The Boomtown Rats at the O2 Academy,Birmingham, 6th November 2013.
With support from Patrik Fitzgerald.
Irish punk rockers The Boomtown Rats had a string of hits in the late 1970’s and early 1980’s but have not been seen together since their final show in Dublin in May 1986. In 2008 original members Simon Crowe (drums) and Garry Roberts (guitar) partly re-formed the Rats and resurrected the Rat sound with Gerry Cott (guitar) and Johnnie Fingers (keyboards) joining in on occasion. Thus the catalyst was set for a reunited band line-up that Rat fans have been longing for, which eventually materialised this year. Twenty seven years has been a long time waiting for the Rats to get back together with Bob Geldof at the helm, would it be as good as hoped?? Hell yeah!!
None of the youthful swagger of Sir Bob Geldof has been lost. Sir Bob, who is famously remembered for being one of the main organizers of the 1980’s Ethiopian relief efforts, Band Aid and Live Aid, brought the faux-snakeskin suit out of retirement and together with original Rat members Garry Roberts, Pete Briquette and Simon Crowe, cranked up the energy to put in a show that was truly fantastic. Although the audience in Birmingham mostly consisted of long time fans, the angry disaffected punk message was still there to be appreciated by both young and old. As Sir Bob pointed out, their hit ‘Banana Republic’ still carried the message of political corruption in their native Ireland that is as relevant today as it was when released in 1980. The screaming saxophone intro to ‘Rat Trap’ and the spine-tingling piano start to ‘I Don’t Like Mondays’ still sounded as fresh as ever. In between songs Sir Bob entertained us with tales from back in the day. Overall Sir Bob and co. gave a great performance and led a mighty nostalgic trip down punk memory lane that was one hell of a ride even without Johnny Fingers and his famous stripy pyjamas. Just looking around for the mainstream bands of today that are sounding off on a political message…. mmm…difficult one that.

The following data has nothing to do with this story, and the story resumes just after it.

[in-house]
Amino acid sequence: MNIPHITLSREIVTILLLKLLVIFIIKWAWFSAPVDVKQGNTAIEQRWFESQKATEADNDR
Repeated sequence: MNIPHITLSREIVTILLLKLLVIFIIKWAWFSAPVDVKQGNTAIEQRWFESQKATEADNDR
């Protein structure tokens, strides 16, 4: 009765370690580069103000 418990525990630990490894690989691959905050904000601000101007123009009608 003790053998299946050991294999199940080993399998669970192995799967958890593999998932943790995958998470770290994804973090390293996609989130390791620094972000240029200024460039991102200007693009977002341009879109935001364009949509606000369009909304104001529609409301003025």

Singer-songwriter Patrik Fitzgerald began recording and performing during the punk rock movement in 1977 and soon developed his unique folk-punk style at his solo acoustic gigs. On stage tonight he started off singing to an electronic backing tape, later switching to an acoustic guitar. Words full of tragedy, comedy, cynicism, realism, bitterness and just occasionally hope filled the set but were seemingly lost in the background noise of the vast Academy. There was no better example of his ambivalent punk DIY attitude when announcing one track off his new CD stating ‘This is off the new CD, but I haven’t got any with me’ thus showing he isn’t too bothered with commerciality. Patrik Fitzgerald is not a household name, but to his loyal followers he is a punk icon and just as important and as inspirational as other more memorable members of the genre.
See the full picture sets here:
Words and pictures by Stephen Turner